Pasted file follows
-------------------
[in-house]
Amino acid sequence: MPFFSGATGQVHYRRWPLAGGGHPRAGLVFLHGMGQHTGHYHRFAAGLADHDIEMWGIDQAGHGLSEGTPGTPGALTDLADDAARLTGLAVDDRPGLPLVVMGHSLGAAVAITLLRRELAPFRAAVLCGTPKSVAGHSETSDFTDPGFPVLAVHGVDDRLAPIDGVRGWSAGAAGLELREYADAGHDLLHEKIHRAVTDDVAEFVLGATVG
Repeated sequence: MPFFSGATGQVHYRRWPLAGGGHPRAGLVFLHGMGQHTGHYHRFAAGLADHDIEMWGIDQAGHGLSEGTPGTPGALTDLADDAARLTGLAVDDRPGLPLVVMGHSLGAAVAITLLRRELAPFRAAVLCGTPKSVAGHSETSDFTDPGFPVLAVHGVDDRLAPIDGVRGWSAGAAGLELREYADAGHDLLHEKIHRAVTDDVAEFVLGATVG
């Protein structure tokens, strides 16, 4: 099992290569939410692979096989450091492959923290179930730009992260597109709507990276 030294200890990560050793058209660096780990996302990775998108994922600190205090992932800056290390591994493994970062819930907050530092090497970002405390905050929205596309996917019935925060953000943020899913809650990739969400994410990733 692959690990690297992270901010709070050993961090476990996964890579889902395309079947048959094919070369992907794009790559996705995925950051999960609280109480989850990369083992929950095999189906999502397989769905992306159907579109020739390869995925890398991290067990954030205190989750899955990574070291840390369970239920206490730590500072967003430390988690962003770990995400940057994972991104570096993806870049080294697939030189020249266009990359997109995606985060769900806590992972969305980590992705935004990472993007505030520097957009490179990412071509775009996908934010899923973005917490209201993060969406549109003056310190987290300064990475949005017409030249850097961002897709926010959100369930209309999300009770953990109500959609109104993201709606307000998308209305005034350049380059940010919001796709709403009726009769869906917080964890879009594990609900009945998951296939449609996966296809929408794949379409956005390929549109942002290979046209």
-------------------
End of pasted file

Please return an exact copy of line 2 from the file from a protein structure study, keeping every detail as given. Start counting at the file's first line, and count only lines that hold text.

Amino acid sequence: MPFFSGATGQVHYRRWPLAGGGHPRAGLVFLHGMGQHTGHYHRFAAGLADHDIEMWGIDQAGHGLSEGTPGTPGALTDLADDAARLTGLAVDDRPGLPLVVMGHSLGAAVAITLLRRELAPFRAAVLCGTPKSVAGHSETSDFTDPGFPVLAVHGVDDRLAPIDGVRGWSAGAAGLELREYADAGHDLLHEKIHRAVTDDVAEFVLGATVG